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The vehicle my ex fiance drives has the title under my name only. I have been understanding and cooperative for 10 months now. It's gotten to the point he refuses to cooperate and the last two months I have had to reach out to his mother to pay his part. I have given my ex until the end of this month (March 2020) to find someone to transfer the loan to,but I don't think he will. What legal advice can I be given? Can I have the vehicle towed to my home? There are no spare keys, and his name is on the auto insurance we have together. Does that affect anything? I just want to be off of everything with him and need to move on... please help

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    Is there a loan on the car or is he just refusing to pay his part of the insurance? – Nosjack Mar 27 at 18:50
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    This is really a question for the Law site. – jamesqf Mar 28 at 3:31
  • If the title is under your name only, then the loan must be too. Are you paying for the insurance? – Harper - Reinstate Monica Mar 28 at 4:07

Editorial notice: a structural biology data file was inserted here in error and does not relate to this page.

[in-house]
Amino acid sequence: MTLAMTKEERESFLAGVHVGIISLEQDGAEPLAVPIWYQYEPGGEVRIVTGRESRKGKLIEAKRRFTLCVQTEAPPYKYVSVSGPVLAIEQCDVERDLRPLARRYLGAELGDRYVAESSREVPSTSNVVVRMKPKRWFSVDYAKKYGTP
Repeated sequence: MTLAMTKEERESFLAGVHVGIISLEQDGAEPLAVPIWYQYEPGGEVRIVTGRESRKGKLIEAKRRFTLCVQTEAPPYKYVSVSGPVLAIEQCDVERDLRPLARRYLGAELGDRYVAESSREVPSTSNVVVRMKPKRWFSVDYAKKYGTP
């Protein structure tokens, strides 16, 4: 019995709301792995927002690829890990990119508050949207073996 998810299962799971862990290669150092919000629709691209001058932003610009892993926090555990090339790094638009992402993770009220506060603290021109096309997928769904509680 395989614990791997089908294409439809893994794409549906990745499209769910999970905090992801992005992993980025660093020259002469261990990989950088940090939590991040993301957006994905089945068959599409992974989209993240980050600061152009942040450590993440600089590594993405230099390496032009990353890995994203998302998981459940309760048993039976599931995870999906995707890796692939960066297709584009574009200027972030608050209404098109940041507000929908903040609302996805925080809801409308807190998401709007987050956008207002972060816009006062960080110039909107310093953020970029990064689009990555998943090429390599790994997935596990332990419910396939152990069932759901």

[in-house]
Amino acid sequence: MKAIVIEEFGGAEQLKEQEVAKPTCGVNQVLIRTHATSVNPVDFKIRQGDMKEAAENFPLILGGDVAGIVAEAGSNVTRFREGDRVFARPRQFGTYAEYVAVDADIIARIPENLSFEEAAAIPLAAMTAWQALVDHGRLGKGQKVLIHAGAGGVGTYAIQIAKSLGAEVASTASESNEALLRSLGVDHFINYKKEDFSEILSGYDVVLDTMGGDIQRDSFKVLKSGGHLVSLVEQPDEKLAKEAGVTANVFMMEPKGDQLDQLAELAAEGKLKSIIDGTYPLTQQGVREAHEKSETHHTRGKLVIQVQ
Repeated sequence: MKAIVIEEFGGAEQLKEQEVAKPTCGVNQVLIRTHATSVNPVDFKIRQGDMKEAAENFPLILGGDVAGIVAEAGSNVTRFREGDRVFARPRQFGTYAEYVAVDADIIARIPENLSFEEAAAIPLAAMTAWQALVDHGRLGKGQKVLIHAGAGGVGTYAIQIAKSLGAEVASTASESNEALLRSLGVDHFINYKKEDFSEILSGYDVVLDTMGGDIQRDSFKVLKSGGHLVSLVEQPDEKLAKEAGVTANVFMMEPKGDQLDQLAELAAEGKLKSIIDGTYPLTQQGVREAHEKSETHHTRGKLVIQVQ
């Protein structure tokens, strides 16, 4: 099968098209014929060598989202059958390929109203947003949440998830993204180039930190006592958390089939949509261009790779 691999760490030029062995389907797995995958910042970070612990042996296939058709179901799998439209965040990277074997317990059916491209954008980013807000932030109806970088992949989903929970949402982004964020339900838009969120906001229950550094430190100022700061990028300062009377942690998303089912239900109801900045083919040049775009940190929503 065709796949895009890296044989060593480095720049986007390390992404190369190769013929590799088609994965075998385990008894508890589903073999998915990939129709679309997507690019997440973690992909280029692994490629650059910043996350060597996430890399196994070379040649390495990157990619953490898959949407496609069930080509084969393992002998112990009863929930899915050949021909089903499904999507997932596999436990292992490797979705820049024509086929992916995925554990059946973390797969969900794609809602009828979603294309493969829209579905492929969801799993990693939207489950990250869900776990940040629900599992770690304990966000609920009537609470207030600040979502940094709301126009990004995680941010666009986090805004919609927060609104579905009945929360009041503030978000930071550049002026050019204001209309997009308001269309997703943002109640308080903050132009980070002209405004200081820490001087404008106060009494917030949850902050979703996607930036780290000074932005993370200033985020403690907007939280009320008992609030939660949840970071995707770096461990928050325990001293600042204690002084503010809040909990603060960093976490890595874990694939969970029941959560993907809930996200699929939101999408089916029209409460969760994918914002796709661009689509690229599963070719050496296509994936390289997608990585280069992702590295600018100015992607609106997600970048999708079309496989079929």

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    What is your goal? "title out of my name" suggests to me that you want no part of the car. The answers are assuming that you want to take possession of the car (which could allow you to sell it and no longer have any responsibility for the car). Can you talk to the title holder and say "I'm done - you can deal with him alone"? – Teepeemm Mar 28 at 19:14
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You go down to the police station where he lives and tell them you are repossessing a vehicle you own. Make sure they have a copy of the title and whatever useful information you can find (loan/receipt).

They will then either tell you to go find vehicle and call them or they will follow up where he lives and get the car handed over to you.

If the police act too busy to cooperate you notify your ex that you would like the car back within a reasonable amount of time (2-3 days). You tell your ex (and his mom) if you do not get the car back you are reporting it stolen. It is better if this is done with proof. A direct text message works. If your ex does not answer or accept your texts then certified mail with photocopies of what you sent.

You then go down to police station and file a stolen vehicle report (this is what you are doing in the first scenario but informally). This will force police to follow up on it.

To be clear you want the first scenario as giving notice to your ex is giving them time to hide the car or possibly damage it.

I would not have it towed to your house. You are then in a game of he said she said - cat and mouse. He has the keys. The keys are your property. By not cancelling your agreement more formally you are allowing him to take the car again. If he does not hand over the keys (most police will force him to), you then have the police write up a theft charge on him.